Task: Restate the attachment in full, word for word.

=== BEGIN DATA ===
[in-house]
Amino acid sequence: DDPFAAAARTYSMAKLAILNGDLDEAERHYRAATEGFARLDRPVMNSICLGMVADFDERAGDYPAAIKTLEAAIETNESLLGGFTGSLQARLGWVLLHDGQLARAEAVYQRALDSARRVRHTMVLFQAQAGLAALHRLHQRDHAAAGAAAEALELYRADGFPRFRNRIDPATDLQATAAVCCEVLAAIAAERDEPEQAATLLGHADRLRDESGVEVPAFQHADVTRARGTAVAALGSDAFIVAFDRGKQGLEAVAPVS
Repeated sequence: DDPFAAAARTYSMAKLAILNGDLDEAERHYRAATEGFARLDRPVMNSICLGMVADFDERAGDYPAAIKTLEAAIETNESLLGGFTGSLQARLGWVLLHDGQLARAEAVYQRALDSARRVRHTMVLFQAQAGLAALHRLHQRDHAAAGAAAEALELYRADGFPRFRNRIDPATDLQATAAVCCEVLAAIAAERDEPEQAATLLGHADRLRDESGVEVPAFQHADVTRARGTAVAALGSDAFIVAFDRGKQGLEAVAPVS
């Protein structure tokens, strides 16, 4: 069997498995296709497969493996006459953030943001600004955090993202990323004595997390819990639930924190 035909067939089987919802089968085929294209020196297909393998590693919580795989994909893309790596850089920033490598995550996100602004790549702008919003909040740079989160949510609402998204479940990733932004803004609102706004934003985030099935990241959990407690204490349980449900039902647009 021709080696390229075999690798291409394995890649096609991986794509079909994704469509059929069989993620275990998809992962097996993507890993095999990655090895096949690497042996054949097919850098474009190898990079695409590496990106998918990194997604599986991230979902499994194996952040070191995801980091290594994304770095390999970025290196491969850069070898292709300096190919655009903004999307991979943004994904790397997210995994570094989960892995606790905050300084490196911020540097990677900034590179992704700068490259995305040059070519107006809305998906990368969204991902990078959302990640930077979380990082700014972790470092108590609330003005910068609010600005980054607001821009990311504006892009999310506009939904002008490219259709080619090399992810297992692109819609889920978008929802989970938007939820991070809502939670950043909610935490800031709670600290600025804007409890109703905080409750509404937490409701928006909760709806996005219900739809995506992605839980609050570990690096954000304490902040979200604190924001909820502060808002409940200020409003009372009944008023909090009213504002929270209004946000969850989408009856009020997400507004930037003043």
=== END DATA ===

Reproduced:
[in-house]
Amino acid sequence: DDPFAAAARTYSMAKLAILNGDLDEAERHYRAATEGFARLDRPVMNSICLGMVADFDERAGDYPAAIKTLEAAIETNESLLGGFTGSLQARLGWVLLHDGQLARAEAVYQRALDSARRVRHTMVLFQAQAGLAALHRLHQRDHAAAGAAAEALELYRADGFPRFRNRIDPATDLQATAAVCCEVLAAIAAERDEPEQAATLLGHADRLRDESGVEVPAFQHADVTRARGTAVAALGSDAFIVAFDRGKQGLEAVAPVS
Repeated sequence: DDPFAAAARTYSMAKLAILNGDLDEAERHYRAATEGFARLDRPVMNSICLGMVADFDERAGDYPAAIKTLEAAIETNESLLGGFTGSLQARLGWVLLHDGQLARAEAVYQRALDSARRVRHTMVLFQAQAGLAALHRLHQRDHAAAGAAAEALELYRADGFPRFRNRIDPATDLQATAAVCCEVLAAIAAERDEPEQAATLLGHADRLRDESGVEVPAFQHADVTRARGTAVAALGSDAFIVAFDRGKQGLEAVAPVS
């Protein structure tokens, strides 16, 4: 069997498995296709497969493996006459953030943001600004955090993202990323004595997390819990639930924190 035909067939089987919802089968085929294209020196297909393998590693919580795989994909893309790596850089920033490598995550996100602004790549702008919003909040740079989160949510609402998204479940990733932004803004609102706004934003985030099935990241959990407690204490349980449900039902647009 021709080696390229075999690798291409394995890649096609991986794509079909994704469509059929069989993620275990998809992962097996993507890993095999990655090895096949690497042996054949097919850098474009190898990079695409590496990106998918990194997604599986991230979902499994194996952040070191995801980091290594994304770095390999970025290196491969850069070898292709300096190919655009903004999307991979943004994904790397997210995994570094989960892995606790905050300084490196911020540097990677900034590179992704700068490259995305040059070519107006809305998906990368969204991902990078959302990640930077979380990082700014972790470092108590609330003005910068609010600005980054607001821009990311504006892009999310506009939904002008490219259709080619090399992810297992692109819609889920978008929802989970938007939820991070809502939670950043909610935490800031709670600290600025804007409890109703905080409750509404937490409701928006909760709806996005219900739809995506992605839980609050570990690096954000304490902040979200604190924001909820502060808002409940200020409003009372009944008023909090009213504002929270209004946000969850989408009856009020997400507004930037003043």